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Servos? How big is necessary?

Old 11-09-2020, 06:35 AM
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Default Servos? How big is necessary?

Greetings. Been involved with models since big enough to hold a razor blade. But have had a few years off due to the usual “life stuff” that happens. I am way behind on radio gear although I do have an older Spektrum radio I used to fly my Raptor helis with.

I am building a BUSA Smoothie XL and am wondering how stout the servos need to be, other than throttle. Putting a G38 on it and wondering what prop sizes are appropriate for that engine/airplane? I inherited the engine brand new from my father-in-law and have zero experience with gas engines.

Any help will be appreciated by this aging modeler.

Chumpy77
Old 11-10-2020, 09:39 AM
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I always liked the Hitec servos, as they've been affordable, reliable, and easy to get for me, and Hitec has great service. Their newer line of the "D-Series" servos are real nice, and mostly affordable for sport planes such as your Smoothie. The D645MW's are a decently strong servo with about 180oz or torque at 7.4v, and nearly 160oz at 6v's. A decent value at about $40 each. There's also the older technology HS645MG that are only rated up to 6v(will also take 6.6v LiFe batteries), and have a torque rating of about 133oz... and run about $30-$32 each. They would work decently in your Smothie as well, and probably would have plenty of power for sport flying. So these are just a few ideas, and where I start if someone inquires about servos. There's literally hundreds of possibilities, but the above servos are all mainstream and available from most every supplier.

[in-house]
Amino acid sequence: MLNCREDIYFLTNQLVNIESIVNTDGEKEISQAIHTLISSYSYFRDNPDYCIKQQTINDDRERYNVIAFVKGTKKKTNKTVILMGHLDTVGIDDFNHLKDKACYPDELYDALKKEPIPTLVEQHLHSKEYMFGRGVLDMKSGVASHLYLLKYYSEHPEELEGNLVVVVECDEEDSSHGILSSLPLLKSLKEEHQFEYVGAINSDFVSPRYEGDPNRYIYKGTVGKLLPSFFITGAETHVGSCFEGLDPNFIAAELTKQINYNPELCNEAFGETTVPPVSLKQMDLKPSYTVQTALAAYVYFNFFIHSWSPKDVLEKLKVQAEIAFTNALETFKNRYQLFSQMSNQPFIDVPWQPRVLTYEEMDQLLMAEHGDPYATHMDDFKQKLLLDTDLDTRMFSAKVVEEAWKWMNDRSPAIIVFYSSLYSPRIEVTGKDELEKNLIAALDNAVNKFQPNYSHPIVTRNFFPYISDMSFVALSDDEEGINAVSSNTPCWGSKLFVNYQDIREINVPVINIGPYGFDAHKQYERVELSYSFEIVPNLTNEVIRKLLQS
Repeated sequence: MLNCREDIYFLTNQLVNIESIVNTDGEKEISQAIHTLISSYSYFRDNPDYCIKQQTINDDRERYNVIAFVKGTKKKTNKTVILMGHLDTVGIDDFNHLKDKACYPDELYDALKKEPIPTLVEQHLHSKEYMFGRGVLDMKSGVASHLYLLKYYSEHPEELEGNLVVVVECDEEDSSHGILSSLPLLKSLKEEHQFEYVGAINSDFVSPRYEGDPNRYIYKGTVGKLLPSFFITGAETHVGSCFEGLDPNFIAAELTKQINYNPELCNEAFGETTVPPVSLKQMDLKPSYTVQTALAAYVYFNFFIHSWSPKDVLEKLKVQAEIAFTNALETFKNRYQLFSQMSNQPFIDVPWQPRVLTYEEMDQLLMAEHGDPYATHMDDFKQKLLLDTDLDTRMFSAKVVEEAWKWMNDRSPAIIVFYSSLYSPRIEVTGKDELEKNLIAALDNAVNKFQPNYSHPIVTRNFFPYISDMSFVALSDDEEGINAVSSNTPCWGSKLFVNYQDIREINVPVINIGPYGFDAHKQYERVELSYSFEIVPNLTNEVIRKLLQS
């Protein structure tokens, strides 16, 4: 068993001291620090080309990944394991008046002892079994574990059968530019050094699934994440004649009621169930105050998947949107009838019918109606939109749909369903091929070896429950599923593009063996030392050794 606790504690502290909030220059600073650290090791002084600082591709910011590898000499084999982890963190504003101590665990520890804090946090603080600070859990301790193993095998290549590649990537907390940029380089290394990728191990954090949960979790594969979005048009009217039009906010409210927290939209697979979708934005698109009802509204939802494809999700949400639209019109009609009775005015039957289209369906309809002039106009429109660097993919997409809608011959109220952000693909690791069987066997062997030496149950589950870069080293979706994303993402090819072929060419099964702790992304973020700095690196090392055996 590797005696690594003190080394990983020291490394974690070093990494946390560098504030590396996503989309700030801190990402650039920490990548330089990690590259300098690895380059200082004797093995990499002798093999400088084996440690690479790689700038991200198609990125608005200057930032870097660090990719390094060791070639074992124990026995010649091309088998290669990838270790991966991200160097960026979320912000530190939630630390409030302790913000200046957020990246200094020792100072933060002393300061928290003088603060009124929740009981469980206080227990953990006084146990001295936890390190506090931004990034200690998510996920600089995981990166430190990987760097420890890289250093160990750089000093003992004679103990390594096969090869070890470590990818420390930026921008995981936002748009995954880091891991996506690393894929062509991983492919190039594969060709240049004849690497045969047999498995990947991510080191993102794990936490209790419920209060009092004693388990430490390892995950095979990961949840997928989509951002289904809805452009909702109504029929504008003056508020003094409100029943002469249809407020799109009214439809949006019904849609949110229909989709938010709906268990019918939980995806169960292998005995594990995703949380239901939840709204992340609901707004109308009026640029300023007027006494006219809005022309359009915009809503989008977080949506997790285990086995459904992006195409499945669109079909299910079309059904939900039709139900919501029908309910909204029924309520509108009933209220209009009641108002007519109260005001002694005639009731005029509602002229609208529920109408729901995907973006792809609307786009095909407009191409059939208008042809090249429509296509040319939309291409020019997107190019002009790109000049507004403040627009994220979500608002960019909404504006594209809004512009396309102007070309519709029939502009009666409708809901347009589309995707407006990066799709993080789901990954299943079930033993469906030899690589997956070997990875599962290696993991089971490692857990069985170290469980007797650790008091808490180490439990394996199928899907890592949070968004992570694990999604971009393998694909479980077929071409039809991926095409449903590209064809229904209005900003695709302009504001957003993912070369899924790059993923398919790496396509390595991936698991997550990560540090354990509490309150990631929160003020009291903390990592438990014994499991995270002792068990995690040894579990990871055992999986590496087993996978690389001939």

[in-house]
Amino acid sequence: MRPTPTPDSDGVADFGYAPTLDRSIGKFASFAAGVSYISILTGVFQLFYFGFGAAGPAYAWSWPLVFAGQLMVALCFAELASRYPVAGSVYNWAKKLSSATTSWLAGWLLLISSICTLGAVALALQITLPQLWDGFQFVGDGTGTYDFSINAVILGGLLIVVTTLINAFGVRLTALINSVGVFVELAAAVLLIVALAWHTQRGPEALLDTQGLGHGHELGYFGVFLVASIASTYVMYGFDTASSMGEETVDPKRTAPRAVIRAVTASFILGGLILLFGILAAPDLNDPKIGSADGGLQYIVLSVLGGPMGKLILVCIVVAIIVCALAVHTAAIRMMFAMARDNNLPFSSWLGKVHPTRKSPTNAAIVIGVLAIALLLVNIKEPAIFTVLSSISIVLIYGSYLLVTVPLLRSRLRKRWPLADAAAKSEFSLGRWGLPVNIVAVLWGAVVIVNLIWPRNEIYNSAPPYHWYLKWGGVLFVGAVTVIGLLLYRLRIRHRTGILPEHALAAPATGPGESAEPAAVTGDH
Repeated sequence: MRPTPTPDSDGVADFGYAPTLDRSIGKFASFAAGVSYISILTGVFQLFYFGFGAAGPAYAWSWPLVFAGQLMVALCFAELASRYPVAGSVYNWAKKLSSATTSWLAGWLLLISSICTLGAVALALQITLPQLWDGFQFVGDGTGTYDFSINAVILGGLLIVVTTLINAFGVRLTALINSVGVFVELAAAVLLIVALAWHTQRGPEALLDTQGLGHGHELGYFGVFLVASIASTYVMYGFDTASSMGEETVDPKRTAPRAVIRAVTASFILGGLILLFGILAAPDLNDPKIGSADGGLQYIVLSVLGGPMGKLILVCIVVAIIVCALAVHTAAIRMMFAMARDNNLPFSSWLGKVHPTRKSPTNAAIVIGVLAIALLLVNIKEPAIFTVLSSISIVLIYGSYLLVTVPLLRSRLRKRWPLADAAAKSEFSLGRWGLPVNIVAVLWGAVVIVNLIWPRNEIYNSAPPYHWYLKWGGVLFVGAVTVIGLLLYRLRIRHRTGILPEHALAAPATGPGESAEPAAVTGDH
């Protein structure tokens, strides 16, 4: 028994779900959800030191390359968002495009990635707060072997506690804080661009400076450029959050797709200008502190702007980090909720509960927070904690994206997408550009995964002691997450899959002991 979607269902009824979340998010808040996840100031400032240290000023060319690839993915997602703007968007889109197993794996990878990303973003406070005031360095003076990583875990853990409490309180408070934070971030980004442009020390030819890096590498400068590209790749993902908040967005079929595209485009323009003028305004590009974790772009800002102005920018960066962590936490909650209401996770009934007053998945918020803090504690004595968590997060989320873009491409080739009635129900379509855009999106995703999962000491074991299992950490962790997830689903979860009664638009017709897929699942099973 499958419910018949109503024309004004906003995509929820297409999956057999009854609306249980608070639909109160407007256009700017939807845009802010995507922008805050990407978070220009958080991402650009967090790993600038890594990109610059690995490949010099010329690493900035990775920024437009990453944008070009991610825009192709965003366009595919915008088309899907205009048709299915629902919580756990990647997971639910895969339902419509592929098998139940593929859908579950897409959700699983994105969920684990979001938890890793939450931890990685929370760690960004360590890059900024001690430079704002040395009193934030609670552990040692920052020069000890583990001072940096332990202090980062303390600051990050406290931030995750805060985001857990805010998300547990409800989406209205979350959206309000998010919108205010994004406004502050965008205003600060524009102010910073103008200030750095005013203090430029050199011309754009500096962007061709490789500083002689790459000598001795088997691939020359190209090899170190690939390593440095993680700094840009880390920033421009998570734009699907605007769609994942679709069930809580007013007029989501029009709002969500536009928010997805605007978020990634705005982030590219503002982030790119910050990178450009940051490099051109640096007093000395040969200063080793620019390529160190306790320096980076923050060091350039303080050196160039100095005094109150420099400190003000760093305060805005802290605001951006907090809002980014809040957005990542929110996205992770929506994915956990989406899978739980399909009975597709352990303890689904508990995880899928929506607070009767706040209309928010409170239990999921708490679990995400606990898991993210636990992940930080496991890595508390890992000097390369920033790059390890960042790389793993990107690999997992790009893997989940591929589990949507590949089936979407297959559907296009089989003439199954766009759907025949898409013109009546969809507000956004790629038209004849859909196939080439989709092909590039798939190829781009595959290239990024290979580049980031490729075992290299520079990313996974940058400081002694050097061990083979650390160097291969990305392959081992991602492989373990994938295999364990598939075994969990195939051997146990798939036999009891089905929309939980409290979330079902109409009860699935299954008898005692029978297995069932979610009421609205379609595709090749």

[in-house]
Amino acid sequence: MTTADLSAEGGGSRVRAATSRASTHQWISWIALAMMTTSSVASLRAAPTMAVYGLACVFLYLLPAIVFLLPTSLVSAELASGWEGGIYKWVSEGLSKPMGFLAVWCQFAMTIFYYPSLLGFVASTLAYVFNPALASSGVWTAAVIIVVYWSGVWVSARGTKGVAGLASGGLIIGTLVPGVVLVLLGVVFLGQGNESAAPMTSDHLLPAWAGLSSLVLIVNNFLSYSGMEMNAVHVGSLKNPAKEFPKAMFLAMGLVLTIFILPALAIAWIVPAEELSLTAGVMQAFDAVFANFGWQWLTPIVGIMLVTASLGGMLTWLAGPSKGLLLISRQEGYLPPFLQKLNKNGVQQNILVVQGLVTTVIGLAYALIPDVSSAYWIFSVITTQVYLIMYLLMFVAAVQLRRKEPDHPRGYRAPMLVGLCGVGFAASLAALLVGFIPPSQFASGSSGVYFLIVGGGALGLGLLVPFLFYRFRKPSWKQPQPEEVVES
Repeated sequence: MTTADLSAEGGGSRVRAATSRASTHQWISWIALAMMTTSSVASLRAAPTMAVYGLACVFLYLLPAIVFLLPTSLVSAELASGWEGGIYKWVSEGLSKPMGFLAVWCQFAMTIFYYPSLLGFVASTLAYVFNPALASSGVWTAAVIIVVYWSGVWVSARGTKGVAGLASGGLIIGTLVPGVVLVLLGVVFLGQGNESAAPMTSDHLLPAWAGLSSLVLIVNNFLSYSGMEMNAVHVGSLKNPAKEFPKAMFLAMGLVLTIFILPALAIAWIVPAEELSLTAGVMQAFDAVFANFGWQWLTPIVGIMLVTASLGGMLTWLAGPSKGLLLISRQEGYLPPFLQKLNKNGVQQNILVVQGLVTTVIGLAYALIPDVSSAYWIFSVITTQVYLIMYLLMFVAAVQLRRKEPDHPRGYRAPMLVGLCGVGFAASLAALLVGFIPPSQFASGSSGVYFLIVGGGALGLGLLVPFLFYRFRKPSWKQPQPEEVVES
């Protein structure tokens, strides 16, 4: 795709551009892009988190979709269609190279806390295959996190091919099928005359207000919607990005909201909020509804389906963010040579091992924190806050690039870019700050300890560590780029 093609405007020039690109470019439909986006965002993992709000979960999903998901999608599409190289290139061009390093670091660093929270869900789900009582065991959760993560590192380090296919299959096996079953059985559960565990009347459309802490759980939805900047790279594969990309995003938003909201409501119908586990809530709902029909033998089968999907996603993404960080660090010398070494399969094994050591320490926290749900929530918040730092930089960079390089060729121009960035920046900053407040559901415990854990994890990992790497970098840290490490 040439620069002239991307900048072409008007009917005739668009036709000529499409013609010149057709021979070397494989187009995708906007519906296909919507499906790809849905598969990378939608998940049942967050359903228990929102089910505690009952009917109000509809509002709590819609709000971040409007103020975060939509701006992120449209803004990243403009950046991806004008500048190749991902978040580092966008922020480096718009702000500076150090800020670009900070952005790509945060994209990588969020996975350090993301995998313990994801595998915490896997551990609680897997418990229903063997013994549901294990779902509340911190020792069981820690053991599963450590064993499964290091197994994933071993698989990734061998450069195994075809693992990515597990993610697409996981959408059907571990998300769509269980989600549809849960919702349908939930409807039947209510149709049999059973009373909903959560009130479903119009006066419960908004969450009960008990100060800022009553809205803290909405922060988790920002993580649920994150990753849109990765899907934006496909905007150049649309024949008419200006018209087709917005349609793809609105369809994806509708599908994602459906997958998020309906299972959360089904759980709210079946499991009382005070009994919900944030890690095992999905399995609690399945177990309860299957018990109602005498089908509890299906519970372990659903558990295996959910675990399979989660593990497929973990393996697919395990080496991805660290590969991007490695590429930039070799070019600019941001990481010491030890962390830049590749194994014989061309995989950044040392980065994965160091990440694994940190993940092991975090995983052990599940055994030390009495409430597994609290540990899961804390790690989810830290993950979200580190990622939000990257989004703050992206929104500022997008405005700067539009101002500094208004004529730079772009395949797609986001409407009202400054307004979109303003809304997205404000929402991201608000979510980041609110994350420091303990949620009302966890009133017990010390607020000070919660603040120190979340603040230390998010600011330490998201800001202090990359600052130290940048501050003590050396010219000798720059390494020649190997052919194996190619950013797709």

As for your prop, I'd go to the manual for size recommendations, but I'd also venture a ballpark size of about 18x8-18x10 for that engine. Xoar brand props are the cream of the crop for woodie props, and again they're affordable without breaking the bank. Good value for a nice looking prop that performs well. I'm not a fan of MasterAirscrew they don't perform nearly as well, and that plastic/resin they're made of is just pretty ugly... just my opinion is all. Those belong on a small trainer that will get beat up, as the MA props are pretty durable, whereas the woodies will break if you even nick the ground.
I wouldn't go the length of putting a carbon fiber prop on that engine, as the crank-shaft really isn't set up for it.. It's a single bolt hub, and those don't play nice with c/f props.. and props tend to slip.. whereas a woodie prop allows the knurling to bite and they stay tight forever until you want them off. The Xoar line of props though are works of art, and actually have attractive finishes, like fine furniture.. haha.